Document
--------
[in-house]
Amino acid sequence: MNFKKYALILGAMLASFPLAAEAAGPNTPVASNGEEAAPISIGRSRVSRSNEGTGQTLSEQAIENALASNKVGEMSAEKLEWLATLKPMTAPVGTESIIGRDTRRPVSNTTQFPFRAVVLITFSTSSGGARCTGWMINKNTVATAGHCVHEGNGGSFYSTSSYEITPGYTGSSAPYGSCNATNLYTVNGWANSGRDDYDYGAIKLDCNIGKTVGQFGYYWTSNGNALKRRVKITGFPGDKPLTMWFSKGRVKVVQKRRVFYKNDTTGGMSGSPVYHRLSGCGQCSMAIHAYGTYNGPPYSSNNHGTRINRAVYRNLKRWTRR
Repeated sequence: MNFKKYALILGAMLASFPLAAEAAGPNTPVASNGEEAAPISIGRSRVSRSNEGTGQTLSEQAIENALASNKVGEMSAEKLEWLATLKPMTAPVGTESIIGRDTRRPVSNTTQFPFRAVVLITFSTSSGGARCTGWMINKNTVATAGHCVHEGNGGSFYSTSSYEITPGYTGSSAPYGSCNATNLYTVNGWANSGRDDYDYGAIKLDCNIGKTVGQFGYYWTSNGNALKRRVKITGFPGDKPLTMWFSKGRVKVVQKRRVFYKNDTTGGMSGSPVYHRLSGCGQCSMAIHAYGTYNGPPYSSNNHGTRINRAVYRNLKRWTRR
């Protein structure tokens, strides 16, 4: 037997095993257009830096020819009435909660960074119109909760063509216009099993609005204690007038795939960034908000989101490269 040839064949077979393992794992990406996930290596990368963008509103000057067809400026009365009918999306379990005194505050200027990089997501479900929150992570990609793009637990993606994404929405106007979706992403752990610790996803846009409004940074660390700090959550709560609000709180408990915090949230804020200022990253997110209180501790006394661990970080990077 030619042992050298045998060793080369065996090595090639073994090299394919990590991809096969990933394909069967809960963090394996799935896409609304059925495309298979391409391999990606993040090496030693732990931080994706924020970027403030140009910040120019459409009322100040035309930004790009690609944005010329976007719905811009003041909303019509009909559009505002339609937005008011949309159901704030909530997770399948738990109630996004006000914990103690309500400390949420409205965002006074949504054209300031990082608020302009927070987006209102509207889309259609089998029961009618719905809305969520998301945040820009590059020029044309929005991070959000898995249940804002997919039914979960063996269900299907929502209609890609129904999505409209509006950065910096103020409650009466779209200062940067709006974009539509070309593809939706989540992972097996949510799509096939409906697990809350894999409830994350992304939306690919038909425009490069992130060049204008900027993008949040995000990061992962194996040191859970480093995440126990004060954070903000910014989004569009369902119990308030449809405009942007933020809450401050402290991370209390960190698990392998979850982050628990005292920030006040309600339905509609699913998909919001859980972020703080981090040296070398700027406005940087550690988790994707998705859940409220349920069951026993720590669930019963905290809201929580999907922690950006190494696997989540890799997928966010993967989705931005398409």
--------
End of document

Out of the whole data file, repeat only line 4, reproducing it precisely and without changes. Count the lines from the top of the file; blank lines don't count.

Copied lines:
């Protein structure tokens, strides 16, 4: 037997095993257009830096020819009435909660960074119109909760063509216009099993609005204690007038795939960034908000989101490269 040839064949077979393992794992990406996930290596990368963008509103000057067809400026009365009918999306379990005194505050200027990089997501479900929150992570990609793009637990993606994404929405106007979706992403752990610790996803846009409004940074660390700090959550709560609000709180408990915090949230804020200022990253997110209180501790006394661990970080990077 030619042992050298045998060793080369065996090595090639073994090299394919990590991809096969990933394909069967809960963090394996799935896409609304059925495309298979391409391999990606993040090496030693732990931080994706924020970027403030140009910040120019459409009322100040035309930004790009690609944005010329976007719905811009003041909303019509009909559009505002339609937005008011949309159901704030909530997770399948738990109630996004006000914990103690309500400390949420409205965002006074949504054209300031990082608020302009927070987006209102509207889309259609089998029961009618719905809305969520998301945040820009590059020029044309929005991070959000898995249940804002997919039914979960063996269900299907929502209609890609129904999505409209509006950065910096103020409650009466779209200062940067709006974009539509070309593809939706989540992972097996949510799509096939409906697990809350894999409830994350992304939306690919038909425009490069992130060049204008900027993008949040995000990061992962194996040191859970480093995440126990004060954070903000910014989004569009369902119990308030449809405009942007933020809450401050402290991370209390960190698990392998979850982050628990005292920030006040309600339905509609699913998909919001859980972020703080981090040296070398700027406005940087550690988790994707998705859940409220349920069951026993720590669930019963905290809201929580999907922690950006190494696997989540890799997928966010993967989705931005398409």